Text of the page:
More important, however, was the Revolution of , which represented an abrupt political shift that ended the large landowners' hegemony as Brazil's only political power brokers. Following traditional patterns, many in the Vargas regime argued that immigrants should be expected to help the economy by transferring technology, capital, and industrial labor experience to Brazil. These new immigrants were expected, as in the past, to help transform Brazilian culture. Yet it was not the ethnic or racial aspects of Brazilian culture that elites now primarily hoped to change.
On the contrary, the cultural role of immigrants had little to do with the whitening of "black" and mixed-race rural society, but rather with bringing an in-. Significant segments of the middle class, who were sometimes less well trained, sometimes without the pressure to succeed felt by many immigrants, and sometimes without even minimal amounts of capital to invest, saw immigrants as competitors. For this group, which also feared the industrial aspirations of the elites, assimilation became a catchword.
The idea that immigrants should assimilate into a Brazilian urban culture primarily formed by mass migration simultaneously represented a glorification of the nineteenth-century ideal of the white European immigrant and a twentieth-century notion of what the literary critic Roberto Schwarz calls "Nationalism by Elimination"—that is, a tendency to define an authentic Brazilian culture by denying the viability of supposedly foreign elements.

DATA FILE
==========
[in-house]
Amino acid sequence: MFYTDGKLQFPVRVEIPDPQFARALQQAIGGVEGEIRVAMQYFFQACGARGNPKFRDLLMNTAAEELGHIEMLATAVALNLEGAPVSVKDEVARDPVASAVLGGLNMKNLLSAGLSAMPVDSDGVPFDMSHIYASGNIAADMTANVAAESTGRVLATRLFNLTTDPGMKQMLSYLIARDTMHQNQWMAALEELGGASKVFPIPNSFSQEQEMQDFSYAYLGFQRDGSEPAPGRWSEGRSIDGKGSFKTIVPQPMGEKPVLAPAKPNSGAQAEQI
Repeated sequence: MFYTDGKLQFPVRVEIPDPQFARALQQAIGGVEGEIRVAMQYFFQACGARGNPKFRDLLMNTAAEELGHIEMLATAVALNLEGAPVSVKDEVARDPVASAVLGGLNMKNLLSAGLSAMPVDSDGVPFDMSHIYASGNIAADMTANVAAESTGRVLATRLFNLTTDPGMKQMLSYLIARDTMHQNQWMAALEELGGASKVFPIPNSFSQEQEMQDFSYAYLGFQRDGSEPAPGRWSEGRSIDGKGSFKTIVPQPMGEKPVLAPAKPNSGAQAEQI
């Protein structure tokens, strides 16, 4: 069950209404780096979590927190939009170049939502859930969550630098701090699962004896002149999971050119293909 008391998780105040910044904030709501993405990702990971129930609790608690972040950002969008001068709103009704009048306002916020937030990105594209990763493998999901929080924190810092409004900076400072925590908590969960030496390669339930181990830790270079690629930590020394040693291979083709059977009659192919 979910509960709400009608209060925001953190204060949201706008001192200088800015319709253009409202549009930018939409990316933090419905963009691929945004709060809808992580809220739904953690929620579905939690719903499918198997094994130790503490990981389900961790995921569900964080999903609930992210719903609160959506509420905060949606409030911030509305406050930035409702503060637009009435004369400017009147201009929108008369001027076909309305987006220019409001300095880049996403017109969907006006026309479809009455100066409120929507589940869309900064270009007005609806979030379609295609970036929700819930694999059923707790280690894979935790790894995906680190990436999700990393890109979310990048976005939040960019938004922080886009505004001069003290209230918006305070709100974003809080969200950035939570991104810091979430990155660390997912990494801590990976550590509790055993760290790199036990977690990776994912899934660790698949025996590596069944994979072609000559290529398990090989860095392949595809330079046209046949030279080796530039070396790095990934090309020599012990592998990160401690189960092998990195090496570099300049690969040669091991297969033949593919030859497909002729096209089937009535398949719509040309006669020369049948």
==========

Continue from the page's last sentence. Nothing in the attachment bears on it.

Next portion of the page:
Such sentiments dovetailed neatly with the increasing influence of European scientific racialist thought among intellectuals to make nationalism and xenophobia powerful political tools. Within months of the coup that brought Vargas to power, federal leaders transformed the immigration debate into one that revolved around whether state and federal immigration policies should emphasize cultural "improvement" or economic development. All of the groups involved except the immigrants were in general agreement that Brazil's open immigration policy had to be changed, and the discussion of how to do so took place in the halls of Congress, in the press, in the general's quarters, and occasionally even in the streets.
The aspect of this tense debate that most galvanized politicians and those they represented was how to deal with immigrants who were considered simultaneously economically desirable and culturally undesirable. Prior to this was rarely an issue except in the case of Japanese immigration because the federal government represented large landowners who generally presumed that all immigrants were white Europeans and either Catholic or Protestant.